Boston Celtics: 3 intriguing questions vs undefeated Milwaukee Bucks

BOSTON, MA - APRIL 17: Shane Larkin
BOSTON, MA - APRIL 17: Shane Larkin /
2 of 4
Boston Celtics
Boston Celtics Brad Steven (Photo by Gregory Shamus/Getty Images) /

Has the Boston Celtics offense turned a corner?

The Boston Celtics might have figured something out in that Thunder game. Their first half was atrocious; they shot 32 percent from the field and put up a measly 34 points. They missed all 12 of their threes, and their shot chart was littered with missed mid-range jumpers.

More from Chowder and Champions

In the third quarter alone, they took 14 threes and made nine of them. They took only two mid-range jumpers. They were getting into their offense early in the shot clock, generating good looks before the defense set up. Everything was in-rhythm, and they looked like the world-beaters they’re supposed to be for the first time all season.

Some shot attempts just resulted from horrible defense – Russell Westbrook seemed completely lost guarding Irving off the ball, leading to two straight wide-open three-point attempts. With nine minutes left in the quarter, Terrance Ferguson just gave up fighting through a screen and let Jaylen Brown have an open jumper. Those opportunities and others were the defense’s fault more than anything, but the Celtics deserve praise for readjusting at the half and taking those high-quality opportunities when they presented themselves.

Both Jaylen Brown and Gordon Hayward made difficult passes out to open guys on the perimeter early in the quarter, which is great to see. Those kinds of passes happen when drivers know where their teammates are supposed to be, and seeing it – especially from Brown, who has a reputation of getting overwhelmed in traffic – is a great sign.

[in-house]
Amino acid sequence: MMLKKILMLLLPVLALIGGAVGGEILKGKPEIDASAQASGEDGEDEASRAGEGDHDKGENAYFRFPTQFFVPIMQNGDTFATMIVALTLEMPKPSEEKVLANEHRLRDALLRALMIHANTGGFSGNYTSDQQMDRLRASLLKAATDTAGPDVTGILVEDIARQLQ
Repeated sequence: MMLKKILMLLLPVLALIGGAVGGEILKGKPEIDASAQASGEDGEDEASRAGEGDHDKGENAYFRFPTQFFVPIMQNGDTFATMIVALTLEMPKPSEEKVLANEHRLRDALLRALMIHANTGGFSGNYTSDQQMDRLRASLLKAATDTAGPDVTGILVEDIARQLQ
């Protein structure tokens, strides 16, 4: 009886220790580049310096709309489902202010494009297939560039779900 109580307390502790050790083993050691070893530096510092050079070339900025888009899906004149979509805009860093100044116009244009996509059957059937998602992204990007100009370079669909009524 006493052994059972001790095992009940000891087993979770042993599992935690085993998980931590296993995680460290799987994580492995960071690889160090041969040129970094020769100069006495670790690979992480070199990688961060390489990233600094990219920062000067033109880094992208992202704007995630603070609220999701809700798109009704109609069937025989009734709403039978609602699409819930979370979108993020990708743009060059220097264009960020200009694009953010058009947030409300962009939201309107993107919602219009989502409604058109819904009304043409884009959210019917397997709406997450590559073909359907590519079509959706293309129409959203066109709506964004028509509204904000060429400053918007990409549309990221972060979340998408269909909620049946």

Also. 3 reasons Celtics are capable of dethroning the Warriors. light

Through their first four games of the season, the Celtics ranked 28th in the league in drives per game at 34.3. They averaged 42.5 drives per game in their last two contests, which would be good for 13th in the league. Kyrie Irving is a big part of that improvement. He only scored three points against the Pistons, but was impactful driving to the rim and creating offense for teammates.

The Celtics blew out Detroit thanks to their suffocating defense. They looked better in terms of comfort on the offensive side of the ball, and put up a legitimately strong offensive first half, but fell back down to Earth after that. They shot only 32 percent in the third quarter.

Even after these two relatively improved games, Boston is still 28th in the league in effective field goal percentage. While Stevens has succeeded in getting the group to play more systemically, there’s still a lot of your-turn-my-turn offense.

While they hope to continue improving the offense every game, the Bucks pose a significant challenge. Not only is their defense elite (second best in the league, and 3.2 points per 100 possessions better than the third-place Denver Nuggets), it seems engineered to encourage Boston’s worst habits.

If you watch some game film of the Bucks, you’ll see that teams take a lot of midrange jumpers against them. The Bucks are great at encouraging those low-efficiency looks (a HUGE schematic change from Jason Kidd’s prehistoric design). It will be very interesting to see whether Thursday night looks like a setback or a step forward.